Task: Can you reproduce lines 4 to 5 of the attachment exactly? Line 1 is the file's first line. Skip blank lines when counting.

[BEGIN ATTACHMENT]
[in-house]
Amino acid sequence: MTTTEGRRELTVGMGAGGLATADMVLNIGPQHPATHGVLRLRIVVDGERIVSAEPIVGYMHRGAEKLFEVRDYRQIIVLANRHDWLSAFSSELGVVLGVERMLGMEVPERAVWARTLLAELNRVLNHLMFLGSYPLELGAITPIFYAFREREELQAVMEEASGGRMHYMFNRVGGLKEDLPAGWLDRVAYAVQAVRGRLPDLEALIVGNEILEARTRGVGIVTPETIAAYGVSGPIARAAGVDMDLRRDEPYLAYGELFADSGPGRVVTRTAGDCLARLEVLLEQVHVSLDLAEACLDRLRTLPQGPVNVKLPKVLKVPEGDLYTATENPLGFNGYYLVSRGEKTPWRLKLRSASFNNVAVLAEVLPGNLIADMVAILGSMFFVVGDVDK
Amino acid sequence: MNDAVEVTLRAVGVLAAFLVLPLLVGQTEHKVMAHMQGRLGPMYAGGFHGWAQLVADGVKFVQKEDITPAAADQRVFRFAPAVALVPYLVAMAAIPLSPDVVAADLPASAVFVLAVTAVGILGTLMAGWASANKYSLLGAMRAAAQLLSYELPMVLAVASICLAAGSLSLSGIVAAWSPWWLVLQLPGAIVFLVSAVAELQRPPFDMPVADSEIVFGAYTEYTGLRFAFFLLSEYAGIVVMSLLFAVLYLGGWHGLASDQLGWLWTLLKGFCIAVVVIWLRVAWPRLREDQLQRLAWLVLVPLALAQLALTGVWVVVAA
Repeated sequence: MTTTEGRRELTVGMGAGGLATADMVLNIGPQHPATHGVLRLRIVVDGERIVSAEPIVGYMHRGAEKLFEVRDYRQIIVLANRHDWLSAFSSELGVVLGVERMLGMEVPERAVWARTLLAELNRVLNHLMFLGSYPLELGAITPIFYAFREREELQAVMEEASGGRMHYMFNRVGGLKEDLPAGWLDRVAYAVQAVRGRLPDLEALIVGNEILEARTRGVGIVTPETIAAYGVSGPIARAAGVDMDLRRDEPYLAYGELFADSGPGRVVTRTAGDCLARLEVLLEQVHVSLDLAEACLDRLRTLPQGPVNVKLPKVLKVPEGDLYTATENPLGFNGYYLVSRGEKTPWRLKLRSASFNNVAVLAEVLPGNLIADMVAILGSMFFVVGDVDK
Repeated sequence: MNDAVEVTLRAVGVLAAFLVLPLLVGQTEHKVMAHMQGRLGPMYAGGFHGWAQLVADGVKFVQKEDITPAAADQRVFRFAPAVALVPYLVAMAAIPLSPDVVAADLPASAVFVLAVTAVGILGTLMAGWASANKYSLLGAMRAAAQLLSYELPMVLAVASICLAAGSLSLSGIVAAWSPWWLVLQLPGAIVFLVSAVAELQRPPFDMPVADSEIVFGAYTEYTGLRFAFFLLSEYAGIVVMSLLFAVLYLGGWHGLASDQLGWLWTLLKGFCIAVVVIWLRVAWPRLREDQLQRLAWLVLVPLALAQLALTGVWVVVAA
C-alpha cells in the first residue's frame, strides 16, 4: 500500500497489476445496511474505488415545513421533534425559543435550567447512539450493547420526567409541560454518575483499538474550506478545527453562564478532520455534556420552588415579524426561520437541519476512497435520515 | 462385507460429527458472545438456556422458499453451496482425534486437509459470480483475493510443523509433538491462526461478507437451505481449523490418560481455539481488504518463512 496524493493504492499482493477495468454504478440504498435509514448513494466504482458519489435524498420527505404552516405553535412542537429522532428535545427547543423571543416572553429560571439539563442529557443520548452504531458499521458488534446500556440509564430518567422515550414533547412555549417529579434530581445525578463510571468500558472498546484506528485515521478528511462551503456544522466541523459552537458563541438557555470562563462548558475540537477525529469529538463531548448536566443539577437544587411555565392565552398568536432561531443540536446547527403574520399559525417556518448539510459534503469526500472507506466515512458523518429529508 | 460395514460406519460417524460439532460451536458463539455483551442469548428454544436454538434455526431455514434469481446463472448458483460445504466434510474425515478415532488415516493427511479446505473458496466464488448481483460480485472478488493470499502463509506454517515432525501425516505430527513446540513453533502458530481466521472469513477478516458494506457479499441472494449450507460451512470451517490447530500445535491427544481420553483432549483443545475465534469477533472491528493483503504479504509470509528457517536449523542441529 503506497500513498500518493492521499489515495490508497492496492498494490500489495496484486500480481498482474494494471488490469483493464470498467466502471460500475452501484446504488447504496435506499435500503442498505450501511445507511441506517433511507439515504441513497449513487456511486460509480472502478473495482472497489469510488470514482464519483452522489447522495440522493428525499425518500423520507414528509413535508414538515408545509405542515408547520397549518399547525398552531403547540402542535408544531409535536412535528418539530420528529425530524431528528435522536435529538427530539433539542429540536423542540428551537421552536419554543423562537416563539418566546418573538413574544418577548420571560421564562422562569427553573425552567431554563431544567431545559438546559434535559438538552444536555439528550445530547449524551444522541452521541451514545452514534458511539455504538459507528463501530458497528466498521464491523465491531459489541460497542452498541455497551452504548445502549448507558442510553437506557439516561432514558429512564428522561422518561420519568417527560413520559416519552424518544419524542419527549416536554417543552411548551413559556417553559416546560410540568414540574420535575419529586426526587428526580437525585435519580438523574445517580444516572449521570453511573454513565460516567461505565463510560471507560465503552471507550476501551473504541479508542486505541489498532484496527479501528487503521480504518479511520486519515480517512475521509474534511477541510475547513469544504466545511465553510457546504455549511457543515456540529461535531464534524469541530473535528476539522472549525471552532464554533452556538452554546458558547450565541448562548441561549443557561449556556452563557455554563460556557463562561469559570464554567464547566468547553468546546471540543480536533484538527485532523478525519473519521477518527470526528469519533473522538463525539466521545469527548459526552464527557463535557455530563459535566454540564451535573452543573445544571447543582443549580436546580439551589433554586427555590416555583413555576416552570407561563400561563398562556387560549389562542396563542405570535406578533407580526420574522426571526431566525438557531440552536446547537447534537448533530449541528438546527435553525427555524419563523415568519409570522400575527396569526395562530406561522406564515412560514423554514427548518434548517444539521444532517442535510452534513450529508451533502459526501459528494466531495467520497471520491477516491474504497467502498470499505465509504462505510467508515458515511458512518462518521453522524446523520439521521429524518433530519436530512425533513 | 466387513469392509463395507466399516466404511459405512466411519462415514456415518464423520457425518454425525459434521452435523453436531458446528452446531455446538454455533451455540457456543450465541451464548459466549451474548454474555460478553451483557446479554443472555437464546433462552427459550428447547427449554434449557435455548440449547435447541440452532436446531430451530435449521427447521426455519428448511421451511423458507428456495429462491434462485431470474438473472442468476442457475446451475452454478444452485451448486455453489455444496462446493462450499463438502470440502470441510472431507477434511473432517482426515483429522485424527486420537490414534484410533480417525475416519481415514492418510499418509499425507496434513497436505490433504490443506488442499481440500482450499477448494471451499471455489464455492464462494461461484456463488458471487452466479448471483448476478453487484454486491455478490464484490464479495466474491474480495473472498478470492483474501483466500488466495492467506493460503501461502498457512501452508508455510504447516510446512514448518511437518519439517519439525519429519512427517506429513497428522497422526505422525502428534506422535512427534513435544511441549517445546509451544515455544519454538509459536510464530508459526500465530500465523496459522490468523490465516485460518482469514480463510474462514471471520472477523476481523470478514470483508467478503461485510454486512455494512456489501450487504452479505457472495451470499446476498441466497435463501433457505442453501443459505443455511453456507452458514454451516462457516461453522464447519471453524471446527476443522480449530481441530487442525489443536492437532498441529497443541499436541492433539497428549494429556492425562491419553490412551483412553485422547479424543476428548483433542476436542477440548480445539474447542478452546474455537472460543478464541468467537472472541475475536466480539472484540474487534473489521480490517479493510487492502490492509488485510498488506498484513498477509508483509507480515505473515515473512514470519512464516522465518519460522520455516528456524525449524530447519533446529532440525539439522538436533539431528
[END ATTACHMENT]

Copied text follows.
Repeated sequence: MTTTEGRRELTVGMGAGGLATADMVLNIGPQHPATHGVLRLRIVVDGERIVSAEPIVGYMHRGAEKLFEVRDYRQIIVLANRHDWLSAFSSELGVVLGVERMLGMEVPERAVWARTLLAELNRVLNHLMFLGSYPLELGAITPIFYAFREREELQAVMEEASGGRMHYMFNRVGGLKEDLPAGWLDRVAYAVQAVRGRLPDLEALIVGNEILEARTRGVGIVTPETIAAYGVSGPIARAAGVDMDLRRDEPYLAYGELFADSGPGRVVTRTAGDCLARLEVLLEQVHVSLDLAEACLDRLRTLPQGPVNVKLPKVLKVPEGDLYTATENPLGFNGYYLVSRGEKTPWRLKLRSASFNNVAVLAEVLPGNLIADMVAILGSMFFVVGDVDK
Repeated sequence: MNDAVEVTLRAVGVLAAFLVLPLLVGQTEHKVMAHMQGRLGPMYAGGFHGWAQLVADGVKFVQKEDITPAAADQRVFRFAPAVALVPYLVAMAAIPLSPDVVAADLPASAVFVLAVTAVGILGTLMAGWASANKYSLLGAMRAAAQLLSYELPMVLAVASICLAAGSLSLSGIVAAWSPWWLVLQLPGAIVFLVSAVAELQRPPFDMPVADSEIVFGAYTEYTGLRFAFFLLSEYAGIVVMSLLFAVLYLGGWHGLASDQLGWLWTLLKGFCIAVVVIWLRVAWPRLREDQLQRLAWLVLVPLALAQLALTGVWVVVAA